In the camp, the prisoners continued to die, but at a slower rate. The camp hospital consisted of 30 wards that could hold 40 men each, but it was more common for them to have 100 men in them. Each man had approximately an area of 2 feet by 6 feet to lie in. The sickest POWs were put in “Zero Ward,” which was called this because it was missed by the Japanese when they counted barracks. There were two rolls of wooden platforms around the perimeter of the building. The sickest POWs were put on the lower platform which had holes cut into it so they could relieve themselves. Most of those who entered the ward died. When a POW died, the POWs stripped him of his clothing and the man would be buried naked. The dead man’s clothing would be washed in boiling water and given to a prisoner in need of clothing. The Japanese put a fence up around the building to protect themselves and would not go into the area.

The POWs had the job of burying the dead. To do this, they worked in teams of four men. Each team carried a litter of four to six dead men to the cemetery where they were buried in graves containing 15 to 20 bodies. The death rate at the camp was still 9 POWs a day into November 1942, which dropped in December when the Japanese issued Red Cross Packages for Christmas. In addition, other changes were made that lowered the number of deaths.

From September to December, the Japanese assigned numbers to the POWs. The first POWs to receive numbers were those being sent to another camp in the Philippines or being sent to another part of the Japanese Empire. Elmer became POW 1-01336. This was his POW number no matter where he was sent in the Philippines.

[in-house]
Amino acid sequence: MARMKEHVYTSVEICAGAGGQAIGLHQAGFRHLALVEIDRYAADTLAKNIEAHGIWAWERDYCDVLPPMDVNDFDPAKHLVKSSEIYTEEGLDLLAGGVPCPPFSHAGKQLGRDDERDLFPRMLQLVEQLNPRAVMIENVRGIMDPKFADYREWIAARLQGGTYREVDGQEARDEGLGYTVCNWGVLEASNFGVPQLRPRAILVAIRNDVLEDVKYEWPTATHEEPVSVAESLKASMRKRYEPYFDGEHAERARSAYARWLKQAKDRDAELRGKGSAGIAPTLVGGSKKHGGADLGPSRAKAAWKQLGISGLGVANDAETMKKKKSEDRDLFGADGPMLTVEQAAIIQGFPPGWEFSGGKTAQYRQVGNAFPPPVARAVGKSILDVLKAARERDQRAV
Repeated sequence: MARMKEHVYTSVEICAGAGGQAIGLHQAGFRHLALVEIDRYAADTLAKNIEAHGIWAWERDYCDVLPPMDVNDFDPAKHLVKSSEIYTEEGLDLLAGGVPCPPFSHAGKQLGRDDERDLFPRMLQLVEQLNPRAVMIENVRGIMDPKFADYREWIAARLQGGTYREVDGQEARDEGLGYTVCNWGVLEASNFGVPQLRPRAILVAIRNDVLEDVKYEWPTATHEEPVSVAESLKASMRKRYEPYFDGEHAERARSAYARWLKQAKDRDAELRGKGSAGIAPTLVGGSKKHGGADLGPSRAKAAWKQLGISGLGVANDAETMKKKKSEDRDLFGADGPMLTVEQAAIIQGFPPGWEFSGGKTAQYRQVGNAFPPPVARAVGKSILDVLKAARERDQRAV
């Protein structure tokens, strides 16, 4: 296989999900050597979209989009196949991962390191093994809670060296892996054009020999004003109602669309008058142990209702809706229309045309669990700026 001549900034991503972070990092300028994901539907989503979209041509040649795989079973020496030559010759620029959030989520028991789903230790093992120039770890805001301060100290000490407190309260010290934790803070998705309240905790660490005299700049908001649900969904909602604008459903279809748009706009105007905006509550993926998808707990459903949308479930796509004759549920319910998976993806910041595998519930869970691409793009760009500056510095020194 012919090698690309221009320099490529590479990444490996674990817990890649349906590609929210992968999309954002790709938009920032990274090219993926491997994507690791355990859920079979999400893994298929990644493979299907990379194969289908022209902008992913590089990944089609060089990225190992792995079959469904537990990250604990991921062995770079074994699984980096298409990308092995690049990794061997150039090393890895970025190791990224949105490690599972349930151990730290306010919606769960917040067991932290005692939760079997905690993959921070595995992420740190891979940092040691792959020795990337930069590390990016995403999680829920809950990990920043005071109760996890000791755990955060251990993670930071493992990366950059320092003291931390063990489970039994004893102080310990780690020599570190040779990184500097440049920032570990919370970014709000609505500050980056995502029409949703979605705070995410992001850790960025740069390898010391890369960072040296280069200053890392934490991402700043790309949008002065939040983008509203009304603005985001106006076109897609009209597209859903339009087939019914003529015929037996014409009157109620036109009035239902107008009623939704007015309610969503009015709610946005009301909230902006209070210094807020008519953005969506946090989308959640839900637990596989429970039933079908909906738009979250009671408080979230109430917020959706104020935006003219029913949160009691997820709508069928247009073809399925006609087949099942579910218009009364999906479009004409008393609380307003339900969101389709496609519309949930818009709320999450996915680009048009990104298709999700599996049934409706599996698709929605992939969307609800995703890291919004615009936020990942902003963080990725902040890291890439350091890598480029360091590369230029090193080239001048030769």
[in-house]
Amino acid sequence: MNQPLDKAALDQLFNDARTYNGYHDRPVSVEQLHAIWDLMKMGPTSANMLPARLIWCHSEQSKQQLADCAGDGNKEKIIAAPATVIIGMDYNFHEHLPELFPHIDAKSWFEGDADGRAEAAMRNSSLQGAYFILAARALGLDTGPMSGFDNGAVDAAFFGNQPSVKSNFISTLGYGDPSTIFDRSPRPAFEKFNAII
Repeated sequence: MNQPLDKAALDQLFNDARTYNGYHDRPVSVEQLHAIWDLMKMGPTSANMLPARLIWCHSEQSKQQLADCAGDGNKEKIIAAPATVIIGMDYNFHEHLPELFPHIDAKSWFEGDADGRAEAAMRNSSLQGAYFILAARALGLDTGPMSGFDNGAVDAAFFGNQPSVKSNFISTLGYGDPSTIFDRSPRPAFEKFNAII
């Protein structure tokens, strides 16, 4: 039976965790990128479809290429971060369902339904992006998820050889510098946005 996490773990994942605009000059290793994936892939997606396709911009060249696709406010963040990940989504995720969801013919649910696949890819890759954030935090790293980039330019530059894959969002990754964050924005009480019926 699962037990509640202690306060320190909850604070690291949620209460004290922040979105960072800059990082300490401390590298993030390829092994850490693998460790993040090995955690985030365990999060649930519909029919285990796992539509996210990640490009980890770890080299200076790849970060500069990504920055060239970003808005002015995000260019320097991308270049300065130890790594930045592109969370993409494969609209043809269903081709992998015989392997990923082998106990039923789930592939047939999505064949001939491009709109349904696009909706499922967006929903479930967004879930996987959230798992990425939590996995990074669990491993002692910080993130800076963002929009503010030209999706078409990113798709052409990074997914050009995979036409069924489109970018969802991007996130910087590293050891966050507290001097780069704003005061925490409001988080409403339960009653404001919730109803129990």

The Japanese announced to the POWs in the camp that on October 14th the daily food ration for each POW would be 550 grams of rice, 100 grams of meat, 330 grams of vegetables, 20 grams of fat, 20 grams of sugar, 15 grams of salt, and 1 gram of tea. In reality, the POWs noted that the meals were wet rice and rice coffee for breakfast, Pechi green soup and rice for lunch, and Mongo bean soup, Carabao meat, and rice for dinner.

The work day started an hour before dawn when the POWs were awakened. They then lined up and bongo (roll call) was taken. The POWs quickly learned to count off quickly in Japanese because the POWs who were slow to respond were hit with a heavy rod. A half-hour before dawn was breakfast, and at dawn, they went to work. Those working on details near the camp returned to the camp for lunch, a tin of rice, at 11:30 AM and then returned to work. The typical workday lasted 10 hours.  

The POWs were organized in groups on November 11th. Group I was made up of all the enlisted men who had been captured on Bataan. Group II was the POWs who had come from Camp 3, and Group III was composed of all Naval and Marine personnel from both Camps 1 and 3 and any civilians in the camp. It was also at this time that an attempt was made to stop the spread of disease. The POWs dug deep drainage ditches, and sump holes for only water, and the garbage began to be buried, and the grass in the camp was cut. 100 POWs worked on Sunday, November 15th digging latrines and sump holes. Since Sunday was a day off, Lt. Col. Curtis Beecher, U.S.M.C., made sure each man received 5 cigarettes. On November 16th, a Pvt. Peter Laniauskas was shot trying to escape. Two other POWs were tried by the Japanese for being involved in the escape attempt. One man received 20 days in solitary confinement and the other 30 days.